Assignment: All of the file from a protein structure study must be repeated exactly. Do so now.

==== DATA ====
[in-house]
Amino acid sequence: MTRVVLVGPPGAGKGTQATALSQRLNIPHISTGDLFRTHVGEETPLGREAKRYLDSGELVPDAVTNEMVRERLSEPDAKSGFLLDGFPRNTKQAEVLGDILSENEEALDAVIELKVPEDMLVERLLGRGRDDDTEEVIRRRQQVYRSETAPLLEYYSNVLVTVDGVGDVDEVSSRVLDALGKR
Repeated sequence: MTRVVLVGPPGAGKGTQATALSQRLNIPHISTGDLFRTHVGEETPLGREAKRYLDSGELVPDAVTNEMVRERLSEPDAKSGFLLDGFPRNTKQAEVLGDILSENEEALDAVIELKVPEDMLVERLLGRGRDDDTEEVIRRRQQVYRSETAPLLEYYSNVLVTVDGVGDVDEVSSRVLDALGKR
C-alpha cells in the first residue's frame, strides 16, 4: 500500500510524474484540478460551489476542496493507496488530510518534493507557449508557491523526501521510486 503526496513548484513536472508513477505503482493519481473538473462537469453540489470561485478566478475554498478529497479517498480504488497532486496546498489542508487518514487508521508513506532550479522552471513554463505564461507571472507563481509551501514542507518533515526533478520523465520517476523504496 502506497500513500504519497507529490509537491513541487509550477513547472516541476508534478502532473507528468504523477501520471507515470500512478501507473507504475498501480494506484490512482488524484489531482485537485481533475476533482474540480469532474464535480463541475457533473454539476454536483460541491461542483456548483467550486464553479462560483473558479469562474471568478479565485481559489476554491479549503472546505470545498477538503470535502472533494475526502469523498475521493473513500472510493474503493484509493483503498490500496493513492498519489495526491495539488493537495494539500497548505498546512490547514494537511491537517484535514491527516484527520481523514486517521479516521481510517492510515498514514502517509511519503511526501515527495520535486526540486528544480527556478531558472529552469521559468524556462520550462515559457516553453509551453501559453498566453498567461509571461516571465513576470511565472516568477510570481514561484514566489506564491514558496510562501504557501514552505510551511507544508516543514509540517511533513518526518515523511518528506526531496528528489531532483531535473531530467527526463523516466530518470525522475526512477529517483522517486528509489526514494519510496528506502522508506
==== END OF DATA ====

[in-house]
Amino acid sequence: MTRVVLVGPPGAGKGTQATALSQRLNIPHISTGDLFRTHVGEETPLGREAKRYLDSGELVPDAVTNEMVRERLSEPDAKSGFLLDGFPRNTKQAEVLGDILSENEEALDAVIELKVPEDMLVERLLGRGRDDDTEEVIRRRQQVYRSETAPLLEYYSNVLVTVDGVGDVDEVSSRVLDALGKR
Repeated sequence: MTRVVLVGPPGAGKGTQATALSQRLNIPHISTGDLFRTHVGEETPLGREAKRYLDSGELVPDAVTNEMVRERLSEPDAKSGFLLDGFPRNTKQAEVLGDILSENEEALDAVIELKVPEDMLVERLLGRGRDDDTEEVIRRRQQVYRSETAPLLEYYSNVLVTVDGVGDVDEVSSRVLDALGKR
C-alpha cells in the first residue's frame, strides 16, 4: 500500500510524474484540478460551489476542496493507496488530510518534493507557449508557491523526501521510486 503526496513548484513536472508513477505503482493519481473538473462537469453540489470561485478566478475554498478529497479517498480504488497532486496546498489542508487518514487508521508513506532550479522552471513554463505564461507571472507563481509551501514542507518533515526533478520523465520517476523504496 502506497500513500504519497507529490509537491513541487509550477513547472516541476508534478502532473507528468504523477501520471507515470500512478501507473507504475498501480494506484490512482488524484489531482485537485481533475476533482474540480469532474464535480463541475457533473454539476454536483460541491461542483456548483467550486464553479462560483473558479469562474471568478479565485481559489476554491479549503472546505470545498477538503470535502472533494475526502469523498475521493473513500472510493474503493484509493483503498490500496493513492498519489495526491495539488493537495494539500497548505498546512490547514494537511491537517484535514491527516484527520481523514486517521479516521481510517492510515498514514502517509511519503511526501515527495520535486526540486528544480527556478531558472529552469521559468524556462520550462515559457516553453509551453501559453498566453498567461509571461516571465513576470511565472516568477510570481514561484514566489506564491514558496510562501504557501514552505510551511507544508516543514509540517511533513518526518515523511518528506526531496528528489531532483531535473531530467527526463523516466530518470525522475526512477529517483522517486528509489526514494519510496528506502522508506